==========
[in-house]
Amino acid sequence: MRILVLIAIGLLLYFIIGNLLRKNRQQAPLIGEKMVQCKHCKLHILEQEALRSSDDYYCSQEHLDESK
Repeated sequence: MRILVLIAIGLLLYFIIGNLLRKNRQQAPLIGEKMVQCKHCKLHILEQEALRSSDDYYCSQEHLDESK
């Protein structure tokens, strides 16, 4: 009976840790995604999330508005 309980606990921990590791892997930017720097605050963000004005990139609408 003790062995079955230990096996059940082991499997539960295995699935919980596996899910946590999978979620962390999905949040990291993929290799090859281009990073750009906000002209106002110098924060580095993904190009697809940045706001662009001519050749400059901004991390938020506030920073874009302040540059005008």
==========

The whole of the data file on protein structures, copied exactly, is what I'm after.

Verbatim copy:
[in-house]
Amino acid sequence: MRILVLIAIGLLLYFIIGNLLRKNRQQAPLIGEKMVQCKHCKLHILEQEALRSSDDYYCSQEHLDESK
Repeated sequence: MRILVLIAIGLLLYFIIGNLLRKNRQQAPLIGEKMVQCKHCKLHILEQEALRSSDDYYCSQEHLDESK
């Protein structure tokens, strides 16, 4: 009976840790995604999330508005 309980606990921990590791892997930017720097605050963000004005990139609408 003790062995079955230990096996059940082991499997539960295995699935919980596996899910946590999978979620962390999905949040990291993929290799090859281009990073750009906000002209106002110098924060580095993904190009697809940045706001662009001519050749400059901004991390938020506030920073874009302040540059005008």